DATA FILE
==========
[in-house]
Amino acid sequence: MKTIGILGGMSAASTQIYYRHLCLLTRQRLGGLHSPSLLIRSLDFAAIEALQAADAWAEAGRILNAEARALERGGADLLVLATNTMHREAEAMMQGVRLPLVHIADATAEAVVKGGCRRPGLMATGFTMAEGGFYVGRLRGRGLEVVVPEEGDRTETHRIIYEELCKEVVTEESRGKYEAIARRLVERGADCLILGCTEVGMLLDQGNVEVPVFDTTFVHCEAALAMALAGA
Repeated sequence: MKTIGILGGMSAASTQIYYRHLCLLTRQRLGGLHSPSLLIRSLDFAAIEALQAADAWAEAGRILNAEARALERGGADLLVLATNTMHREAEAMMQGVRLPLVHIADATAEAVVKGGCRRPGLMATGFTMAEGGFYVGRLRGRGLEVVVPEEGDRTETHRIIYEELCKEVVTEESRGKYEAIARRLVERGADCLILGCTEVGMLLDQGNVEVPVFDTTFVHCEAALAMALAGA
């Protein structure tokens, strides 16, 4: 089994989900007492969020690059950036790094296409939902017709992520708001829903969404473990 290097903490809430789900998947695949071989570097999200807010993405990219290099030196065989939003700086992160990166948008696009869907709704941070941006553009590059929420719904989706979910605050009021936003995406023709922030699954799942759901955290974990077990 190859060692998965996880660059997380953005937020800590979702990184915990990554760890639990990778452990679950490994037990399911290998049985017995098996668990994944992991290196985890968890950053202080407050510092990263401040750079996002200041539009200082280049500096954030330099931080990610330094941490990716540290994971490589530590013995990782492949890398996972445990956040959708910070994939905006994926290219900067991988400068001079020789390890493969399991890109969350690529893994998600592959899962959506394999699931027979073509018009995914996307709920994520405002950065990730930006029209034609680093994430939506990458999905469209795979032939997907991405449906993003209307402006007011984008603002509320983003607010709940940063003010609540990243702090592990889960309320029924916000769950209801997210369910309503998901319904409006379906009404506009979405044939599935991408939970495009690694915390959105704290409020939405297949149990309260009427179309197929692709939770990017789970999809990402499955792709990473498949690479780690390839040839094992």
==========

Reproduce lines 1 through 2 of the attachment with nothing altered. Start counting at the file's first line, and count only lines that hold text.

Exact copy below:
[in-house]
Amino acid sequence: MKTIGILGGMSAASTQIYYRHLCLLTRQRLGGLHSPSLLIRSLDFAAIEALQAADAWAEAGRILNAEARALERGGADLLVLATNTMHREAEAMMQGVRLPLVHIADATAEAVVKGGCRRPGLMATGFTMAEGGFYVGRLRGRGLEVVVPEEGDRTETHRIIYEELCKEVVTEESRGKYEAIARRLVERGADCLILGCTEVGMLLDQGNVEVPVFDTTFVHCEAALAMALAGA